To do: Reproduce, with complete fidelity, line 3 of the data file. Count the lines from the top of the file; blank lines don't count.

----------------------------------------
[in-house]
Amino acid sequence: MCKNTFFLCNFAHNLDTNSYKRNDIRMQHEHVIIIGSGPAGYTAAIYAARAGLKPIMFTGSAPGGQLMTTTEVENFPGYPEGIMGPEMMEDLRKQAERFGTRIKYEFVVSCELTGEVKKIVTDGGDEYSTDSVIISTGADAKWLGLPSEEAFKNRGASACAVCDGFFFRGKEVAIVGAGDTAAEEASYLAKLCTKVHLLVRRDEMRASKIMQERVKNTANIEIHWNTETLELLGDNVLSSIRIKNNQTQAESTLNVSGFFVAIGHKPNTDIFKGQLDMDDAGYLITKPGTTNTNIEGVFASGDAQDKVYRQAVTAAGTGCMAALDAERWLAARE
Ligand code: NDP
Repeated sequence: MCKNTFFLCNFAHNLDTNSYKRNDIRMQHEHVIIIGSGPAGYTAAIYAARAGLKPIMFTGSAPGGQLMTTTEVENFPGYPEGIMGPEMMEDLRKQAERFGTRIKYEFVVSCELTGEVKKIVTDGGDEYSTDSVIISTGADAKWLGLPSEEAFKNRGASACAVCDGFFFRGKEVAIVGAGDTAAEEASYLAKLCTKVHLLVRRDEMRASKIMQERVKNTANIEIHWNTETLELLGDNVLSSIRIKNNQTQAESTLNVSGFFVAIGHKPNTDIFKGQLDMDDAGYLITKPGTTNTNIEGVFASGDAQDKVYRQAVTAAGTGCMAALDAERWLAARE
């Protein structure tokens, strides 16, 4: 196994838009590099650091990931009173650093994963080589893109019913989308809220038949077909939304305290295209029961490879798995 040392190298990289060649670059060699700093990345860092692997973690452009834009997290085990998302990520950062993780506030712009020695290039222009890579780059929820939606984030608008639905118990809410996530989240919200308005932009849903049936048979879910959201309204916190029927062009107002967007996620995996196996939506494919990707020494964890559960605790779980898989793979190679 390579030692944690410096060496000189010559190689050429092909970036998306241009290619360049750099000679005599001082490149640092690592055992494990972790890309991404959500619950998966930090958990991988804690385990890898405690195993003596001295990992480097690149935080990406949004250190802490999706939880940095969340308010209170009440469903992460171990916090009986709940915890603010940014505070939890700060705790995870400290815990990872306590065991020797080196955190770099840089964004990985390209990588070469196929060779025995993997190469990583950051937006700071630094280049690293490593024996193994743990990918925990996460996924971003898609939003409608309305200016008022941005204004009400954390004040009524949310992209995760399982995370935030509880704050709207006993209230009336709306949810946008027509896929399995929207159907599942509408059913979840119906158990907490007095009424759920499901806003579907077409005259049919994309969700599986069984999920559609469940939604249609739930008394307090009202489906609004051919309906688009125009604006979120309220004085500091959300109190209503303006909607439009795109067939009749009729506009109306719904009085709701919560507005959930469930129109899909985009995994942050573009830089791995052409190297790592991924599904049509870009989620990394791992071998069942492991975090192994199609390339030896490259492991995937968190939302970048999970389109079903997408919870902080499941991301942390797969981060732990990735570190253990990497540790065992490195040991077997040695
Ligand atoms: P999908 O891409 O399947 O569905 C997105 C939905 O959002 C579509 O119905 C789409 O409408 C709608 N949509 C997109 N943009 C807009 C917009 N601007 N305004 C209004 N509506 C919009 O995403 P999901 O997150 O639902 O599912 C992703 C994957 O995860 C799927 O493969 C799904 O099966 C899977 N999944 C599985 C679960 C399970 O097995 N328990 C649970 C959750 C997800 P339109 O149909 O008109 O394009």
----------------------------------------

Ligand code: NDP